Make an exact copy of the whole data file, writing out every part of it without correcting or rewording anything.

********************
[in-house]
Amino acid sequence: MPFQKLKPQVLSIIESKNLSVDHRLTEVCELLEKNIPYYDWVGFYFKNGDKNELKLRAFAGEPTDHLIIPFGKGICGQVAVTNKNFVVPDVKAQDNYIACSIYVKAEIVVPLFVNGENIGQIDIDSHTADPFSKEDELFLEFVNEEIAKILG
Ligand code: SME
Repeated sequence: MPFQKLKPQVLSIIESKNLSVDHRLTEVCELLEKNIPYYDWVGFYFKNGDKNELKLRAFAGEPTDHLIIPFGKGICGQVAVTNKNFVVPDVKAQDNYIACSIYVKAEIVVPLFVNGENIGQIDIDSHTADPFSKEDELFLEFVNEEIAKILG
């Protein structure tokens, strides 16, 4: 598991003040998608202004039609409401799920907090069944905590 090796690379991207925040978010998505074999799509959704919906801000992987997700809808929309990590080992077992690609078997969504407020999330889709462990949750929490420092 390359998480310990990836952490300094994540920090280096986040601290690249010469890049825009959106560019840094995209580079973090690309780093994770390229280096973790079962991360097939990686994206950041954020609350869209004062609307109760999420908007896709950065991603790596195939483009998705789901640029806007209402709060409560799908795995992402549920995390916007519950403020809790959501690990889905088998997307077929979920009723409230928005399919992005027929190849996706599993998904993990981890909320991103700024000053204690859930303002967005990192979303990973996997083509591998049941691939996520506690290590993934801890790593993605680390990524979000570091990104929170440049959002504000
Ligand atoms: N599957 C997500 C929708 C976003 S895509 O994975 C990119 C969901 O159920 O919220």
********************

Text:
[in-house]
Amino acid sequence: MPFQKLKPQVLSIIESKNLSVDHRLTEVCELLEKNIPYYDWVGFYFKNGDKNELKLRAFAGEPTDHLIIPFGKGICGQVAVTNKNFVVPDVKAQDNYIACSIYVKAEIVVPLFVNGENIGQIDIDSHTADPFSKEDELFLEFVNEEIAKILG
Ligand code: SME
Repeated sequence: MPFQKLKPQVLSIIESKNLSVDHRLTEVCELLEKNIPYYDWVGFYFKNGDKNELKLRAFAGEPTDHLIIPFGKGICGQVAVTNKNFVVPDVKAQDNYIACSIYVKAEIVVPLFVNGENIGQIDIDSHTADPFSKEDELFLEFVNEEIAKILG
């Protein structure tokens, strides 16, 4: 598991003040998608202004039609409401799920907090069944905590 090796690379991207925040978010998505074999799509959704919906801000992987997700809808929309990590080992077992690609078997969504407020999330889709462990949750929490420092 390359998480310990990836952490300094994540920090280096986040601290690249010469890049825009959106560019840094995209580079973090690309780093994770390229280096973790079962991360097939990686994206950041954020609350869209004062609307109760999420908007896709950065991603790596195939483009998705789901640029806007209402709060409560799908795995992402549920995390916007519950403020809790959501690990889905088998997307077929979920009723409230928005399919992005027929190849996706599993998904993990981890909320991103700024000053204690859930303002967005990192979303990973996997083509591998049941691939996520506690290590993934801890790593993605680390990524979000570091990104929170440049959002504000
Ligand atoms: N599957 C997500 C929708 C976003 S895509 O994975 C990119 C969901 O159920 O919220």